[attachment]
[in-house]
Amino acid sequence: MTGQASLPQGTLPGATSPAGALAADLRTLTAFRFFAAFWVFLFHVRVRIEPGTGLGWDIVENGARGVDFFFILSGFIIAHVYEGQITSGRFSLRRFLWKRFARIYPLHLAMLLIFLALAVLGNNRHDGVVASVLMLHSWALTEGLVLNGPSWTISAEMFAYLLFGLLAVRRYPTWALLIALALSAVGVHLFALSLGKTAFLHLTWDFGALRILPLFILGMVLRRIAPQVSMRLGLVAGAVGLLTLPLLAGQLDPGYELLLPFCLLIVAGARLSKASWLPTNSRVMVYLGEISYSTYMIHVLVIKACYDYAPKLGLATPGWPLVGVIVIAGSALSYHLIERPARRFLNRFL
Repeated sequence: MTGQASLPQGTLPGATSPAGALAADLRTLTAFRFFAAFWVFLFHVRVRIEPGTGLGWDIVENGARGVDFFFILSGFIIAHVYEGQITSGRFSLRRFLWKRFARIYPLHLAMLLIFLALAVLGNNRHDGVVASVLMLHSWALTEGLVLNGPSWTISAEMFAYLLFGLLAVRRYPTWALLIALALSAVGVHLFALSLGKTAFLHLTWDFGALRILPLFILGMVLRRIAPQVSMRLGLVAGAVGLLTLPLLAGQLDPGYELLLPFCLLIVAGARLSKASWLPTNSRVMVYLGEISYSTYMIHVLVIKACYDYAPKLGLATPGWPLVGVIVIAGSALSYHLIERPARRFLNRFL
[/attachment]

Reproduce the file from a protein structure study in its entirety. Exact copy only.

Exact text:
[in-house]
Amino acid sequence: MTGQASLPQGTLPGATSPAGALAADLRTLTAFRFFAAFWVFLFHVRVRIEPGTGLGWDIVENGARGVDFFFILSGFIIAHVYEGQITSGRFSLRRFLWKRFARIYPLHLAMLLIFLALAVLGNNRHDGVVASVLMLHSWALTEGLVLNGPSWTISAEMFAYLLFGLLAVRRYPTWALLIALALSAVGVHLFALSLGKTAFLHLTWDFGALRILPLFILGMVLRRIAPQVSMRLGLVAGAVGLLTLPLLAGQLDPGYELLLPFCLLIVAGARLSKASWLPTNSRVMVYLGEISYSTYMIHVLVIKACYDYAPKLGLATPGWPLVGVIVIAGSALSYHLIERPARRFLNRFL
Repeated sequence: MTGQASLPQGTLPGATSPAGALAADLRTLTAFRFFAAFWVFLFHVRVRIEPGTGLGWDIVENGARGVDFFFILSGFIIAHVYEGQITSGRFSLRRFLWKRFARIYPLHLAMLLIFLALAVLGNNRHDGVVASVLMLHSWALTEGLVLNGPSWTISAEMFAYLLFGLLAVRRYPTWALLIALALSAVGVHLFALSLGKTAFLHLTWDFGALRILPLFILGMVLRRIAPQVSMRLGLVAGAVGLLTLPLLAGQLDPGYELLLPFCLLIVAGARLSKASWLPTNSRVMVYLGEISYSTYMIHVLVIKACYDYAPKLGLATPGWPLVGVIVIAGSALSYHLIERPARRFLNRFL